Twelve steps towards delivering a successful defence program
AUKUS launch in San Diego 13 March 2023

AUKUS launch in San Diego 13 March 2023

Written by

Peter Jennings

Given the world’s tough economic outlook and the eroding geo-strategic situation, Anthony Albanese may not have a more positive day in office than he had last Monday in San Diego, California, at the announcement of the AUKUS nuclear-powered submarine pathway.

Now comes the hard part: to deliver not one but the two most complicated defence acquisition projects in Australia’s history – accepting three to five Virginia-class attack submarines (SSNs) into service, and then the “SSN-AUKUS, a new conventionally armed nuclear-powered submarine, based on a UK design, incorporating cutting edge Australian, UK and US technologies”.

By far the best part of AUKUS is that it spreads risk between three countries. This is not just Australia’s submarine project to fail. The Biden administration is every bit as invested in expanding its two sub construction yards to meet its growing need for subs as well as Australia.
Britain, too, must deliver success for its navy and find ways to keep its defence industry viable.

As for Australia, frankly, our sub-building aspirations were sunk without AUKUS. There is no future pretending to be a front-rank defence force with conventionally powered subs.

It’s strange that it has taken so long for three such close strategic partners to realise that sharing design and construction risk should produce more reliable outcomes.

What Albanese mustn’t do now is close the defence ledger thinking “job done”. Prime ministers tend to do that once big decisions are made. They move on to the next problem, leaving it to the implementers to deliver their magisterial visions.

To do that would be a mistake. There is no more important task for Albanese’s prime ministership than to make sure the AUKUS project starts fortified for success.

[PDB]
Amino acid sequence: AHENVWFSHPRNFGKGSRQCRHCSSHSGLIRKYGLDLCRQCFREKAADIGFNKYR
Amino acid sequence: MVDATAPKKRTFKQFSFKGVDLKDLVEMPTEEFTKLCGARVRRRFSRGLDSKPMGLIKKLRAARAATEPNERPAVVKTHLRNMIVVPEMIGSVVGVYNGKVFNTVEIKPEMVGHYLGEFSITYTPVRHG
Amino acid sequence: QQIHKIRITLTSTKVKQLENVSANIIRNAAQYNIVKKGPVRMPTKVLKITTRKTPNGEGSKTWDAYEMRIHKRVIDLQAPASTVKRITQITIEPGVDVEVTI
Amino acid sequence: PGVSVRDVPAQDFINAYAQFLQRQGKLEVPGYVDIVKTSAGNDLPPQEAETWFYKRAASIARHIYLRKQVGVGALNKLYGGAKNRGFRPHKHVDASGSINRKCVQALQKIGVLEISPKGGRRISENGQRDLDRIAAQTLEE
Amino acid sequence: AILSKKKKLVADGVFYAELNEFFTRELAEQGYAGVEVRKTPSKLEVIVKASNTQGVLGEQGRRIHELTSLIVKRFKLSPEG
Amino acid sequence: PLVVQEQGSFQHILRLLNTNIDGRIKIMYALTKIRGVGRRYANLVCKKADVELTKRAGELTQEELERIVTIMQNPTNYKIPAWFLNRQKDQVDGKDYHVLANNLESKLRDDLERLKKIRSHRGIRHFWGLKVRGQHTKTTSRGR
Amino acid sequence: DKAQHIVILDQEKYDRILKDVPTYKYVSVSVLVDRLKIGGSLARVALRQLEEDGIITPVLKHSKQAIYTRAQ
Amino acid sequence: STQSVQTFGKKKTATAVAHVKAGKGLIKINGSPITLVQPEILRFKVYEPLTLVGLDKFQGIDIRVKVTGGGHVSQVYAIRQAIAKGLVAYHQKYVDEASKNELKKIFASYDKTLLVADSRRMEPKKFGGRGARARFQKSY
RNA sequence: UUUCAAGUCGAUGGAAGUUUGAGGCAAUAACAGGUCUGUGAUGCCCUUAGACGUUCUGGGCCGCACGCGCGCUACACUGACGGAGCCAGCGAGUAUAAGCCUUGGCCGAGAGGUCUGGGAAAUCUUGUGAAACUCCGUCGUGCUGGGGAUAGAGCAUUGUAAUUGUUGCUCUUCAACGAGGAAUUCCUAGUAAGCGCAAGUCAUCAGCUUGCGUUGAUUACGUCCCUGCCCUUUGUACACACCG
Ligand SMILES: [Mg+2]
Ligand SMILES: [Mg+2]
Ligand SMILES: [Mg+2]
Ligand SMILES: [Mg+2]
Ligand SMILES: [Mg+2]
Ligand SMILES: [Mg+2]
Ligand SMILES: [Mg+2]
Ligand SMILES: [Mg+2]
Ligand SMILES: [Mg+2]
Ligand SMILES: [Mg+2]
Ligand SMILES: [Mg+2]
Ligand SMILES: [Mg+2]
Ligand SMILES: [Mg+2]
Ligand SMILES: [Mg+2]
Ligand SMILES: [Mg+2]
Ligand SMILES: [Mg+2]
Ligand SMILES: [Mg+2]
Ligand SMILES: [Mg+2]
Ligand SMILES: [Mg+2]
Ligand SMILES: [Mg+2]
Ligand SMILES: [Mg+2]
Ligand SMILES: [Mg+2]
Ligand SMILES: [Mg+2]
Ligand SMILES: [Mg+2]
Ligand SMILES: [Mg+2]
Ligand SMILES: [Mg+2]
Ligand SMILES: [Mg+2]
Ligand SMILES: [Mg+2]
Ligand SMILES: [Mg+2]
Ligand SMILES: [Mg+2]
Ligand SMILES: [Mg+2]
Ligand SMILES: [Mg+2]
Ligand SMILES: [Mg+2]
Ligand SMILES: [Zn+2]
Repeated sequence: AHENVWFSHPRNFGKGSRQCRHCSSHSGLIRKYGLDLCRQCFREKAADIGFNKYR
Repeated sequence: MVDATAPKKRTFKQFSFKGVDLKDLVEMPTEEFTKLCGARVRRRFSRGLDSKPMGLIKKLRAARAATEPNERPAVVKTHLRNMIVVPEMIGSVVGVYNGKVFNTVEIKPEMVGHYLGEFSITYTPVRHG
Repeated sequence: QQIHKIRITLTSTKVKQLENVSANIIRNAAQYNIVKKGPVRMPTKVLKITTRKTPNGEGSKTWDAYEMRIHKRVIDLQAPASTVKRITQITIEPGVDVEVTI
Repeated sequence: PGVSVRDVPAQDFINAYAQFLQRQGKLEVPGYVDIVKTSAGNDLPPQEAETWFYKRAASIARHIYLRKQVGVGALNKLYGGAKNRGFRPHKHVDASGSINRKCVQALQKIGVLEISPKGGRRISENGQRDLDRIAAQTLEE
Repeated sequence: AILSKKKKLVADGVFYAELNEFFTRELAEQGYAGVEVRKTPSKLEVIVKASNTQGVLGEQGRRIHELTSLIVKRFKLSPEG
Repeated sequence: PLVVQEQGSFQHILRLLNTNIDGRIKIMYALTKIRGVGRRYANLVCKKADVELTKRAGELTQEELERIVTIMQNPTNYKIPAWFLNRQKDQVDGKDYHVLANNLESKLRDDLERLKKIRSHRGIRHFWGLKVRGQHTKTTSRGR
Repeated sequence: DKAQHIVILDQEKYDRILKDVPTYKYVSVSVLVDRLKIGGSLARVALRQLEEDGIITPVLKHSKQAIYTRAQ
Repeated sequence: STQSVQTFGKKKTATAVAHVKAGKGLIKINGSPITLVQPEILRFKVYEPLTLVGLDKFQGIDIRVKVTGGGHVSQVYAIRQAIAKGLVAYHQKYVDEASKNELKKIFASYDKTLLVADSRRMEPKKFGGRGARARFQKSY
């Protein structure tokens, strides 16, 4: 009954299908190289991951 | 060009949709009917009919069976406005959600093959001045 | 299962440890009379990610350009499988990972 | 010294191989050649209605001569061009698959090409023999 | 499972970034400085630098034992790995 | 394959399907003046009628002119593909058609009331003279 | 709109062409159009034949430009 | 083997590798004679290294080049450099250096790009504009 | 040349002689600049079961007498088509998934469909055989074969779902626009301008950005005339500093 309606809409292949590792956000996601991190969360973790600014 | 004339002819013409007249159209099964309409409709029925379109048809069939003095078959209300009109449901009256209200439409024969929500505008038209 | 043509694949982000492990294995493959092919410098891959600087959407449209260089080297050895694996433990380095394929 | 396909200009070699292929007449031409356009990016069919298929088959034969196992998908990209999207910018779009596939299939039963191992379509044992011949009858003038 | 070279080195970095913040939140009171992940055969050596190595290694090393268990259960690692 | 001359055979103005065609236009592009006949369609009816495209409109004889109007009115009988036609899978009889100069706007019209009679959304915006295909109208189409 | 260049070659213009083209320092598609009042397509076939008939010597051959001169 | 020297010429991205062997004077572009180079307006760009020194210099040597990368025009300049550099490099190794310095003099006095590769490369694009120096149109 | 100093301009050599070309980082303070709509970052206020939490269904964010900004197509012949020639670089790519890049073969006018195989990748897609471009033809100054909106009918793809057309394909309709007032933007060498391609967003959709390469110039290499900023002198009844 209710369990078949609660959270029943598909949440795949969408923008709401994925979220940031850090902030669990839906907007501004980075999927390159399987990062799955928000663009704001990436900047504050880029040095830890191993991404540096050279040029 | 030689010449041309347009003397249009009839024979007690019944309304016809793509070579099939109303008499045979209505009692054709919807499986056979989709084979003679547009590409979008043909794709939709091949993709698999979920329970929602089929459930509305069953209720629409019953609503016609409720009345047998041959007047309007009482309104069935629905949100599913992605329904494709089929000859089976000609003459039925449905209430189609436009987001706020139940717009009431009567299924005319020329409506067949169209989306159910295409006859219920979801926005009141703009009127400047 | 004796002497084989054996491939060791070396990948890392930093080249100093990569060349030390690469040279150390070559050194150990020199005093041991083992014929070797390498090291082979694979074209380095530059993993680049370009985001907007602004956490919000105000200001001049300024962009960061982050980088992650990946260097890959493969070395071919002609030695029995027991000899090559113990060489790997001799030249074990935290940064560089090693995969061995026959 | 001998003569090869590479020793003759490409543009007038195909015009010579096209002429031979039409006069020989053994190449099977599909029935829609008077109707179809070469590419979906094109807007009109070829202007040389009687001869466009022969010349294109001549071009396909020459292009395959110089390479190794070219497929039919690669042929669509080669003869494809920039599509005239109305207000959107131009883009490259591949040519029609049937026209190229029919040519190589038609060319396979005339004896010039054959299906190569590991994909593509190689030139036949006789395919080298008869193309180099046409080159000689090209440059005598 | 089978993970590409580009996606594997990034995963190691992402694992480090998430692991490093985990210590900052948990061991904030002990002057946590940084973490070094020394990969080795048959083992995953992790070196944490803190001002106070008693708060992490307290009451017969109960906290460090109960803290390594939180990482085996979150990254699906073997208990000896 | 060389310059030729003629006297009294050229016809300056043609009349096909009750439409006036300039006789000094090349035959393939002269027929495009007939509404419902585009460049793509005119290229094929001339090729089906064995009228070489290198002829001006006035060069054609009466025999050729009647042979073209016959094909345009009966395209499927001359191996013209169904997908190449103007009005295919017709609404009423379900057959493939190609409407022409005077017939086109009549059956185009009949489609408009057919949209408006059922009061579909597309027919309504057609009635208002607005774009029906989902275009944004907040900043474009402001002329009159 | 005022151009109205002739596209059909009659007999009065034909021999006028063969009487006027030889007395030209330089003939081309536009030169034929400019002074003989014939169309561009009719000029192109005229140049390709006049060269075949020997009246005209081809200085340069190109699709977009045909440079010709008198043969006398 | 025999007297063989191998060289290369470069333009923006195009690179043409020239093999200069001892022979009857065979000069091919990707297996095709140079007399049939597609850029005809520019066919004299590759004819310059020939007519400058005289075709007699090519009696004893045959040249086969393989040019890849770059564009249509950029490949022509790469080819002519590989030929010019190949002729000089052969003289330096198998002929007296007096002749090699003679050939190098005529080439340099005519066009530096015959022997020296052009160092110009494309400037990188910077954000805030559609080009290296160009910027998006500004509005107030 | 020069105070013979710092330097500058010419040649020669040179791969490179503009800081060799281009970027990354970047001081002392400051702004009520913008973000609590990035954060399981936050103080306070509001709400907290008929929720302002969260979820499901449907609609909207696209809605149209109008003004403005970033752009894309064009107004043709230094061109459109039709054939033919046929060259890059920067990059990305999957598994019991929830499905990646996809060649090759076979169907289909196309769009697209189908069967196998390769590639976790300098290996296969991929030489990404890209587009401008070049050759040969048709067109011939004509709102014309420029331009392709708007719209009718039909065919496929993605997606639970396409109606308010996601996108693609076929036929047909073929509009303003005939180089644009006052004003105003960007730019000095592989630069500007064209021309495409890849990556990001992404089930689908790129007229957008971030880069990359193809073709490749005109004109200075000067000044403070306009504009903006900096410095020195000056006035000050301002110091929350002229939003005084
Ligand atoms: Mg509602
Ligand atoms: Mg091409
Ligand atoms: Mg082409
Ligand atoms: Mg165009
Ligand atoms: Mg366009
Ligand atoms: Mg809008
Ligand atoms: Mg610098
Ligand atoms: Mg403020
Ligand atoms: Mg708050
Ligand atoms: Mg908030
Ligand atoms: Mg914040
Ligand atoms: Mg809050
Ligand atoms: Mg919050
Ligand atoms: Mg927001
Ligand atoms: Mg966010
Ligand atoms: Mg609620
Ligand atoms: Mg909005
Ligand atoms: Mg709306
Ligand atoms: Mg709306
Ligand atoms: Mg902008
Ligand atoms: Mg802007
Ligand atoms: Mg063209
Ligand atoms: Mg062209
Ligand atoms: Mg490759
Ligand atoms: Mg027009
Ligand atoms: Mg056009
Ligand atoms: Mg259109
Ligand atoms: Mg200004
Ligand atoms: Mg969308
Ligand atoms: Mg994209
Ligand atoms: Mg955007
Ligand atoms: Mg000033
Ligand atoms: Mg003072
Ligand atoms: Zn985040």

Here I suggest a dozen things government must do deliver AUKUS. Failure to take these steps runs the risk, as we saw with the unfortunate French submarine project, that a tentative start over a half-decade can kill even the noblest defence equipment project.

First, AUKUS needs to be kept believably bipartisan because one absolute certainty is that a multi-decade project will need the steward­ship of successive govern­ments. While most Australians see the value of bipartisanship, it runs against the instincts of our political tribes.
Even Albanese’s press statements on Tuesday couldn’t resist highlighting the previous government’s so-called defence “decade of inaction and mismanagement”. Really? That’s the government that delivered AUKUS, identified the interim Virginia-class option and saved Labor the opprobrium of ending the French arrangement.

Genuine bipartisanship will come hard. A start would be for government and opposition to agree to a formal six-monthly discussion on AUKUS progress. Note I suggest a discussion, not just a briefing, because a sensible government should be open to good ideas even from its political opponents.

Both sides of politics know they will swap benches several times over the life of the project. In the interests of national security, surely they can agree to share success rather than fight over mutual failure.

Second, parliament needs to change. A special House of Representatives and Senate joint AUKUS implementation committee should be created. A key task is to turn some MPs into defence specialists, working with their US and British counterparts. This committee should still grill Defence and the proposed submarine construction entity in a tough way, but it needs to be better informed than current parliamentary committees and understand its purpose is to deliver the best subs, not just aim for “gotcha” media moments from hearings.

Third – and this is vital – government must explain to the Australian public that the driver behind AUKUS is an aggressive Beijing wanting to dominate the Indo-Pacific. People who deny this point are being deliberately obtuse or are compromised by business ties to China.
The government owes Australians an honest conversation about China. The immense taxpayer-funded cost of the subs can’t be justified by fudged references to uncertainty or a “lack of transparency”.

The fourth task is for Defence to rethink its own approach to public engagement. The Australian Defence Force hides behind a positive but dated image, tied more closely to World War I than future conflict.